IDEAS home Printed from
MyIDEAS: Login to save this article or follow this journal

Domestic tourist spending and economic development: The case of the North West Province

  • Melville Saayman
  • Andrea Saayman
  • Juliet Rhodes
Registered author(s):

    Globally, tourism is the largest and fastest growing industry, outpacing all other industries. In South Africa, tourism is widely regarded as a growth catalyst, able to generate much-needed income and employment opportunities. The market potential of domestic tourism has, however, been downplayed in favour of international tourism. This research argues that tourism - especially domestic tourism - can contribute significantly to regional growth and development in South Africa. A survey was carried out among domestic tourists in the North West Province, one of the poorest provinces in South Africa. This survey was used to draw up a demographic and spending profile of the average domestic tourist in the province, and to determine the possible implications of this spending on different macroeconomic variables in the province.

    If you experience problems downloading a file, check if you have the proper application to view it first. In case of further problems read the IDEAS help page. Note that these files are not on the IDEAS site. Please be patient as the files may be large.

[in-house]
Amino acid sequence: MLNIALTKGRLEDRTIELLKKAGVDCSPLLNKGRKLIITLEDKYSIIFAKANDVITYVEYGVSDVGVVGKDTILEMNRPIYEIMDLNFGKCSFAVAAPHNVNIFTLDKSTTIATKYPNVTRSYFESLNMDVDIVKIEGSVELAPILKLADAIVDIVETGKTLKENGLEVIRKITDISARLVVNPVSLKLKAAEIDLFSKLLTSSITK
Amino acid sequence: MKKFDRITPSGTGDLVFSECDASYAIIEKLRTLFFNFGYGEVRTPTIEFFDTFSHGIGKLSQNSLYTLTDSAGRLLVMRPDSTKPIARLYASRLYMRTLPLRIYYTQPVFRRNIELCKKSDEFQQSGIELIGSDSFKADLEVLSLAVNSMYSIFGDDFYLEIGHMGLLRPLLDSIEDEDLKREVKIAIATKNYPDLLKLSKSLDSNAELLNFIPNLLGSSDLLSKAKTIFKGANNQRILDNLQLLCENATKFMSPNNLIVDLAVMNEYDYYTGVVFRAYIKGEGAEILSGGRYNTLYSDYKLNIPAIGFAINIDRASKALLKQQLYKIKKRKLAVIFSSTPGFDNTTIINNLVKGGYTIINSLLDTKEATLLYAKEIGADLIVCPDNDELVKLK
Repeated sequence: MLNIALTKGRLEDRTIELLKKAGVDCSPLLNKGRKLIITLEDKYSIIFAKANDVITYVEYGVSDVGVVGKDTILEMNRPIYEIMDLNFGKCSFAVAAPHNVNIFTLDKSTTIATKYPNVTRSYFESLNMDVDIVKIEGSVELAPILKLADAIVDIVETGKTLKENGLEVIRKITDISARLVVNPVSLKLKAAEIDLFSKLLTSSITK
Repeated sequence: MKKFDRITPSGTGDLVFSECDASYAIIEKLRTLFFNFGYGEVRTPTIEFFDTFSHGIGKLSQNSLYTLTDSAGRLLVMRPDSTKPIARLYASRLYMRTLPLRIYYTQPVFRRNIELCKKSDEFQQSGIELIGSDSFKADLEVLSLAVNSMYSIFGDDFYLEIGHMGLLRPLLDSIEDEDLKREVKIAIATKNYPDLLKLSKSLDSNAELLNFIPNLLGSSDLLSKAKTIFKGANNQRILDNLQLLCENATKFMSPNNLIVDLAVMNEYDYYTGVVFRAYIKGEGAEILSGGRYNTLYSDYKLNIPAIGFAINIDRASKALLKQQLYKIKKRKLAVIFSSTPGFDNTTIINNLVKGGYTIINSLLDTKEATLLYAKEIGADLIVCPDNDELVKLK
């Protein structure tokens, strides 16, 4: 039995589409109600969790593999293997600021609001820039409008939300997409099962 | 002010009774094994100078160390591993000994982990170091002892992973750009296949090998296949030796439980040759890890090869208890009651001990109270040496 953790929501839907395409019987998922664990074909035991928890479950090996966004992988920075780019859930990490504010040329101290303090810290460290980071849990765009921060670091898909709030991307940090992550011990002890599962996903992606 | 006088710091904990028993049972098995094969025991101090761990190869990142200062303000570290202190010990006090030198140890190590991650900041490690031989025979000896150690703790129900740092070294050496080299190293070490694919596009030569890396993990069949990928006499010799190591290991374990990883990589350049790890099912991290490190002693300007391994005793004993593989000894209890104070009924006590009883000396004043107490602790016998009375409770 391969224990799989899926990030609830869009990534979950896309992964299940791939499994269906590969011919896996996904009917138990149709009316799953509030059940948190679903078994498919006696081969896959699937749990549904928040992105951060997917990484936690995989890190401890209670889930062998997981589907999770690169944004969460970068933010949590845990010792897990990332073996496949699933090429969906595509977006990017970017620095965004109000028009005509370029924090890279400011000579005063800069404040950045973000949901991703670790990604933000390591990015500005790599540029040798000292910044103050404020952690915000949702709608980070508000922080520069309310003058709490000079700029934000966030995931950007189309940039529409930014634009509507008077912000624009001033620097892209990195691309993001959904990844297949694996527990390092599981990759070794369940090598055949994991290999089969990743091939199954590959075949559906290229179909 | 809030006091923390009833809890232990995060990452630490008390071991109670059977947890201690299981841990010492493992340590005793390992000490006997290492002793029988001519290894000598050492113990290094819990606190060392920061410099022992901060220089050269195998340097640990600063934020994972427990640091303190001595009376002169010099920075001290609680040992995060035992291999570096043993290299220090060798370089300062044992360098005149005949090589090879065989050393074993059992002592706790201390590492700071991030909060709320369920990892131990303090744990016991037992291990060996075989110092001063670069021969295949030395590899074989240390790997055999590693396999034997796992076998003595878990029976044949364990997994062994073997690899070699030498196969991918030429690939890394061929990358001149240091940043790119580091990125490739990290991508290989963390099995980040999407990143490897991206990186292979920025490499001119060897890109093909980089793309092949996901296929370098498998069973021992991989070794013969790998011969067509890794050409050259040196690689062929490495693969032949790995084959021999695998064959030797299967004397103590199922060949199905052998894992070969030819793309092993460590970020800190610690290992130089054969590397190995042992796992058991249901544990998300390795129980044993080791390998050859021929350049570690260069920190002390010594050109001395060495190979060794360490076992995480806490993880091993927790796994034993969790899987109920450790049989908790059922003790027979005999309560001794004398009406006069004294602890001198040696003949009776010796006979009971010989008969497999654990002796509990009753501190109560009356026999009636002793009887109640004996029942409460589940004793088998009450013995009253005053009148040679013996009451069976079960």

File URL:
    Download Restriction: Access to full text is restricted to subscribers.

    As the access to this document is restricted, you may want to look for a different version under "Related research" (further below) or search for a different version of it.

    Article provided by Taylor & Francis Journals in its journal Development Southern Africa.

    Volume (Year): 18 (2001)
    Issue (Month): 4 ()
    Pages: 443-455

    in new window

    Handle: RePEc:taf:deveza:v:18:y:2001:i:4:p:443-455
    Contact details of provider: Web page:

    Order Information: Web:

    No references listed on IDEAS
    You can help add them by filling out this form.

    This item is not listed on Wikipedia, on a reading list or among the top items on IDEAS.

    When requesting a correction, please mention this item's handle: RePEc:taf:deveza:v:18:y:2001:i:4:p:443-455. See general information about how to correct material in RePEc.

    For technical questions regarding this item, or to correct its authors, title, abstract, bibliographic or download information, contact: (Michael McNulty)

    If you have authored this item and are not yet registered with RePEc, we encourage you to do it here. This allows to link your profile to this item. It also allows you to accept potential citations to this item that we are uncertain about.

    If references are entirely missing, you can add them using this form.

    If the full references list an item that is present in RePEc, but the system did not link to it, you can help with this form.

    If you know of missing items citing this one, you can help us creating those links by adding the relevant references in the same way as above, for each refering item. If you are a registered author of this item, you may also want to check the "citations" tab in your profile, as there may be some citations waiting for confirmation.

    Please note that corrections may take a couple of weeks to filter through the various RePEc services.

    This information is provided to you by IDEAS at the Research Division of the Federal Reserve Bank of St. Louis using RePEc data.